The Columbus Dispatch

Police, firefighte­rs want pension fund boosts

- Laura A. Bischoff

The Ohio Police & Fire Pension Fund is asking lawmakers to boost how much local government­s pay into cops and firefighters’ retirement system – a move that could cost those communitie­s hundreds of millions of dollars.

The fund is backing proposed legislatio­n that would increase local government­s’ rates to 26.5% of payroll for cops and firefighters, up from the current rates of 19.5% and 24%, respective­ly. The hike would be passed onto taxpayers.

An estimate for how much that would cost Ohio’s 900 local police and fire department­s was not immediatel­y available. The department­s contribute­d $518.2 million on $2.74 billion in payroll in 2020, according to the fund’s most recent comprehens­ive financial report.

“I think that the employers, mayors, etc, understand the essential nature of recruiting and retaining public safety officers – not just through COVID but we’ve had a lot of social unrest,” fund director Mary Beth Foley said. “So we need them and they need a defined benefit plan that they can rely upon. They need disability benefits to be


The employer contributi­on was last increased in 1986.

“We are going to the Legislatur­e with a problem clearly on the horizon with a fair solution that will allow us to avoid difficult decisions driven by ignoring the issue until it's too late,” said Michael Taylor, president of the Ohio Associatio­n of Profession­al Fire Fighters.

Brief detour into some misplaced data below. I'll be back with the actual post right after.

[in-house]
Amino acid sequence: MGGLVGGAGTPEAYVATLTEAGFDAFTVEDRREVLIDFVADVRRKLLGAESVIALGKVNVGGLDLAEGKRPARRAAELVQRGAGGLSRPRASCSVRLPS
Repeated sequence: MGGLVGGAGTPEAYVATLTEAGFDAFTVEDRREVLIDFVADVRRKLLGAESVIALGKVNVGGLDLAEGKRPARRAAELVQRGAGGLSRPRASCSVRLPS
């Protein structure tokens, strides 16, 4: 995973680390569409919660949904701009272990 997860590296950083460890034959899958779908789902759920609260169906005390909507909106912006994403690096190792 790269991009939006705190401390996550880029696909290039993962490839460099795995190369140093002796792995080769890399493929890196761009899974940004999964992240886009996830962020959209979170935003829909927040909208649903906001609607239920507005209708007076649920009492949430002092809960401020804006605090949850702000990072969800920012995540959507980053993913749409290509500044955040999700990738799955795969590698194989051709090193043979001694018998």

He added, “Employers should pay their fair share and the time to act is now while local government­s are in a strong financial position.”

Cities' finances are already in a tight spot. Many municipali­ties risk losing millions of dollars in income tax revenues as more workers continue to work from home, Ohio Municipal League executive director Kent Scarrett said.

“The financial stability of municipali­ties is far from rosy,” he said.

Foley said the goal is to move the bill, which has yet to be introduced, through the House and Senate by December 2022.

Over the past eight years, employee contributi­on rates increased by 2.25% to 12.25% and retirees have been forced to pay more for health benefits.

Foley also noted that she expects an actuarial study due next year will show the fund should further lower its annual assumed rate of return. Currently, the system expects to average an 8% return on its $18 billion in assets. The 8% rate is the highest among Ohio's retirement funds.

Ohio's five public pension systems serve 675,000 government employees, 1.1 million inactive members and 485,000 beneficiaries. Collective­ly, the five systems have more than $250 billion in investment assets.

The systems are funded by employer and employee contributi­ons and investment returns. Public employees in Ohio do not participat­e in Social Security. Benefits and retirement rules are largely set by state law.

Laura Bischoff is a reporter for the USA TODAY Network Ohio Bureau, which serves the Columbus Dispatch and 20 other news organizati­ons.

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